The irony is that the money for the event most probably came from the US government itself. US allies probably contributed too. This money has gone to the MEK’s lobbying initiatives with the US Congress and US Department of State, which in effect is recycling US funding. People like Rudy Giuliani — probably one of the most hated mayors in the history of New York City until he took advantage of the tragic events of 9/11 — are now effectively lobbyists for the MEK. «Many of these former high-ranking US officials — who represent the full political spectrum — have been paid tens of thousands of dollars to speak in support of the MEK,» according to the Christian Science Monitor. [4]

Giuliani has been speaking at MEK events at least as far back as 2010. In 2011, he publicly pushed for regime change in Tehran and Damascus at a MEK gathering. «How about we follow an Arab Spring with a Persian Summer?» he rhetorically declared. [5] Giuliani’s next sentence revealed just how much of a scion of US foreign policy the initiative to support the MEK truly is: «We need regime change in Iran, more than we do in Egypt or Libya, and just as we need it in Syria.» [6]

Joseph Lieberman’s friend and fellow war advocate Senator John McCain was unable to make the trip to the Parisian suburb in Seine-Saint-Denis, but addressed the regime change gathering via video. Congressman Edward Royce, the chair of the US House Foreign Affairs Committee, also showed his support for regime change in Iran through a video message. So did Senator Carl Levin and Senator Robert Menendez.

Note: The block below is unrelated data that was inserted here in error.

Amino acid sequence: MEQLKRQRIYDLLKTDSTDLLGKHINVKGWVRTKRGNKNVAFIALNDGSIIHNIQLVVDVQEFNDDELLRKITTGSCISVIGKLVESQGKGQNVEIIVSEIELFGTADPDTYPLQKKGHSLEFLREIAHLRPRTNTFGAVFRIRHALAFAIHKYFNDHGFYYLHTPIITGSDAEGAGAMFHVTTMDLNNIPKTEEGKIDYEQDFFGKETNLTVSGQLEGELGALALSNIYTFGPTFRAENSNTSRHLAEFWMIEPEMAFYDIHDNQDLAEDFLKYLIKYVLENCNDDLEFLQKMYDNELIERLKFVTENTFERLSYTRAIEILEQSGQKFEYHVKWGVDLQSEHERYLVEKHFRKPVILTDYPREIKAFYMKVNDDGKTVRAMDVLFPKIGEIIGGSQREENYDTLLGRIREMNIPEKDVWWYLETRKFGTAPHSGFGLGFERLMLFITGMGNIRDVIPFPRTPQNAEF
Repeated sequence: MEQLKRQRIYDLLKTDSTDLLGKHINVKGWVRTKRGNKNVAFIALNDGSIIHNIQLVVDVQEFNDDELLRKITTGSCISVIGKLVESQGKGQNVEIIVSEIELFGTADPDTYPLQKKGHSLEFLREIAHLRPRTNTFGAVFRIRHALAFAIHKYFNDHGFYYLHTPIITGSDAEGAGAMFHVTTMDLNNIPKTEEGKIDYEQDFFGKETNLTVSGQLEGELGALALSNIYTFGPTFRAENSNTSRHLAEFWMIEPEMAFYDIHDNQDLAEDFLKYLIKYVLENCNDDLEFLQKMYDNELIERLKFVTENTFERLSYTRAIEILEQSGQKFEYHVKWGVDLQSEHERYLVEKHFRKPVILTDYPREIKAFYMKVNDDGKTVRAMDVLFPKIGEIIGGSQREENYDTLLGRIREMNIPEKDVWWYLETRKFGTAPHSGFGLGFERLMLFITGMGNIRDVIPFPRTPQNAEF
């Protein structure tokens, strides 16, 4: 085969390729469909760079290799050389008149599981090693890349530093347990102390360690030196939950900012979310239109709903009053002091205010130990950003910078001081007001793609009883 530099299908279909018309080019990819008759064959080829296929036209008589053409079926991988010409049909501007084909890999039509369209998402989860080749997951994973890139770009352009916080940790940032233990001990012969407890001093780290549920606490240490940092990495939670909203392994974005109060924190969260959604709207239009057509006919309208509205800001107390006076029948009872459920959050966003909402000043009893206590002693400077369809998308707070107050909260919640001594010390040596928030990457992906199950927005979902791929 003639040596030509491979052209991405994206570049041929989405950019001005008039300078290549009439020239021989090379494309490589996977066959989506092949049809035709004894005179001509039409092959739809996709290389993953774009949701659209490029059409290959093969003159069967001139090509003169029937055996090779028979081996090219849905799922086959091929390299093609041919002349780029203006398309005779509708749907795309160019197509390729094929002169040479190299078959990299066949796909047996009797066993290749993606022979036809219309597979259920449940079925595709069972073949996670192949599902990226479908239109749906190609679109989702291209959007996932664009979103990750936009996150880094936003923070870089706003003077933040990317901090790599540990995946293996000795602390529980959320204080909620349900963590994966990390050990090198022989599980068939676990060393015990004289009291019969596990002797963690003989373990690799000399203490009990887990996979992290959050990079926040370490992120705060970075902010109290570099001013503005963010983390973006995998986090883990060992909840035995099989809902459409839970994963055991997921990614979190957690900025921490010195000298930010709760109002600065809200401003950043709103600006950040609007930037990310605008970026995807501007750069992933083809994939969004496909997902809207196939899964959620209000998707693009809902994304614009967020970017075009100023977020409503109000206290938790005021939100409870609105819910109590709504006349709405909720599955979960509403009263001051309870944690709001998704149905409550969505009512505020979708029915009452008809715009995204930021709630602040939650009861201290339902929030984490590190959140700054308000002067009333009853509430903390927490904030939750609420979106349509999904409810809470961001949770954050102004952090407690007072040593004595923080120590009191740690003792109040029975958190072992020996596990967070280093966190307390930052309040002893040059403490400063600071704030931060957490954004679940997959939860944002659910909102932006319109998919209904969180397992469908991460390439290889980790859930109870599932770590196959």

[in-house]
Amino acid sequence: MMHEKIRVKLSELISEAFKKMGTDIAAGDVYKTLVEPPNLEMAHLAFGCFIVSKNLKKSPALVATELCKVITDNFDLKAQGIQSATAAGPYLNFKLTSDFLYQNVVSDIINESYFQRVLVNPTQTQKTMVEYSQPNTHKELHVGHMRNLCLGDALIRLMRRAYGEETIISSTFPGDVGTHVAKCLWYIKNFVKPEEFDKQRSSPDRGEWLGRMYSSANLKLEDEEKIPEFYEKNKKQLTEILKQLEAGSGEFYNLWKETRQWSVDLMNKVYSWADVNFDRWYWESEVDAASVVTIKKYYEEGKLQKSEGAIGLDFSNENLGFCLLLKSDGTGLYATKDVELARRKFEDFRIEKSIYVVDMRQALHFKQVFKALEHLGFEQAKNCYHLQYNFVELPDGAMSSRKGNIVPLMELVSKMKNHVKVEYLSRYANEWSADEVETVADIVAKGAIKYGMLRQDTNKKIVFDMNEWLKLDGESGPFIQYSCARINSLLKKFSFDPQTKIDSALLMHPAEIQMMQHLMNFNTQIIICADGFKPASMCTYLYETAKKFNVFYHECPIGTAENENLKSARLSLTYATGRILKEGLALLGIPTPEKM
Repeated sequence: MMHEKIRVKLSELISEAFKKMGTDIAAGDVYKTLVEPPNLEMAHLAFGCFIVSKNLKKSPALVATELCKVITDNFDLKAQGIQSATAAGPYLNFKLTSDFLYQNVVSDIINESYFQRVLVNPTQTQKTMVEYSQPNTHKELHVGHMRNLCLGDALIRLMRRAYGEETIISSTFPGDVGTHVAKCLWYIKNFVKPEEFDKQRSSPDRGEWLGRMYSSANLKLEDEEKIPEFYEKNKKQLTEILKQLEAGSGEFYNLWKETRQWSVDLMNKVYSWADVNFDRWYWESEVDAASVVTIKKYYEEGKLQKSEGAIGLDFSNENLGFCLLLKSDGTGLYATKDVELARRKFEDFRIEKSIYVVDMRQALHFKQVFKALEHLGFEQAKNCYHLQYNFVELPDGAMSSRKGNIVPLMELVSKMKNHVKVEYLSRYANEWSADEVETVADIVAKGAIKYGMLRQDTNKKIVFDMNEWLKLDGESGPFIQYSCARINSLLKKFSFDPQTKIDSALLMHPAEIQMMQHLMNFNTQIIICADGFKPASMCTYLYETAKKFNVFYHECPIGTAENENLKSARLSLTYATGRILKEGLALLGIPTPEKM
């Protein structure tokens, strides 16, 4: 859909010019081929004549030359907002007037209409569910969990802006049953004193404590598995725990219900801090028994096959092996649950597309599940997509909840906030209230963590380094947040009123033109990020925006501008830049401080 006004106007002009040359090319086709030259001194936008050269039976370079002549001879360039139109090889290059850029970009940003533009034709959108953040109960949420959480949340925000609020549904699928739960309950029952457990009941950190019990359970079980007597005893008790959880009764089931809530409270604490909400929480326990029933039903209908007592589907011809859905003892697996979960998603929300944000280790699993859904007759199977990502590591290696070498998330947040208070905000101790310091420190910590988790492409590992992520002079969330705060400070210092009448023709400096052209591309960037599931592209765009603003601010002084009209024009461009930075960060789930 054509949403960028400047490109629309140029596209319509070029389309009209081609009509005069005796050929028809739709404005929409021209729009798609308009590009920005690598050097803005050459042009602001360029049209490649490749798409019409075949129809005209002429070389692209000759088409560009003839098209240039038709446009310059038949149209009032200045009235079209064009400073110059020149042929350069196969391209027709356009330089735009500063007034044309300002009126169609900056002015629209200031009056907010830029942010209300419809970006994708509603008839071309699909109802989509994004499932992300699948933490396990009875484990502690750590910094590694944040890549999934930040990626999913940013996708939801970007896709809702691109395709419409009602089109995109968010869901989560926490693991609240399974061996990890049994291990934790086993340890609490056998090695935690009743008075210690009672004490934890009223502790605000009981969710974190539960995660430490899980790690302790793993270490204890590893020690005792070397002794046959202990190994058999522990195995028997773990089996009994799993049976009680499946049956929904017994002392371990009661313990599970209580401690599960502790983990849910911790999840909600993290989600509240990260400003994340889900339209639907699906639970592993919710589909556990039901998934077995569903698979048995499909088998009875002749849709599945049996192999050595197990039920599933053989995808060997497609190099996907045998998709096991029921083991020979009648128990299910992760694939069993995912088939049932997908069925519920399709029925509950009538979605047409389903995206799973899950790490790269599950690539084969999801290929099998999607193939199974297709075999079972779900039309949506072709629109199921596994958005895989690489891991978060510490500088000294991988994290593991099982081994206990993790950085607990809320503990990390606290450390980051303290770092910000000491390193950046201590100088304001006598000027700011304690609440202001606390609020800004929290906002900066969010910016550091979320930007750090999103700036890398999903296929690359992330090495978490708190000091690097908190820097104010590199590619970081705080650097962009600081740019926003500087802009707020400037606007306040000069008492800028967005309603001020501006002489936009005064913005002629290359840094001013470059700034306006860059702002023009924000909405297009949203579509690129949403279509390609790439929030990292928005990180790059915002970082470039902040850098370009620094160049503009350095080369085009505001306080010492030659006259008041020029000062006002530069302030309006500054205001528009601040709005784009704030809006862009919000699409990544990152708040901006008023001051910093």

Large delegations from the US, France, Spain, Canada, and Albania were present. Aside from the aforementioned individuals, other notable American attendees to the June 27, 2014 event included the following:

  1. Newt Gingrich, the former speaker of the lower chamber (House of Representatives) in the bicameral US Congress;
  2. John Dennis Hastert; another former speaker of the House of Representatives;
  3. George William Casey Jr., who commanded the multinational military force that invaded and occupied Iraq;
  4. Hugh Shelton, a computer software executive and former chairman of the US Joint Chiefs of Staff;
  5. James Conway, the former chief of the US Marine Corps
  6. Louis Freeh, the former director of the Federal Bureau of Investigation (FBI);
  7. Lloyd Poe, the US Representative who sits on (1) the US House Subcommittee on Europe, Eurasia, and Emerging Threats and chairs (2) the US House Subcommittee on Terrorism, Non‐proliferation and Trade;
  8. Daniel Davis, a US Representative from Illinois;
  9. Loretta Sánchez, a US Representative from California;
  10. Michael B. Mukasey, a former attorney-general of the US;
  11. Howard Dean, the former governor of Vermont;
  12. William Richardson, the former secretary of the US Department of Energy;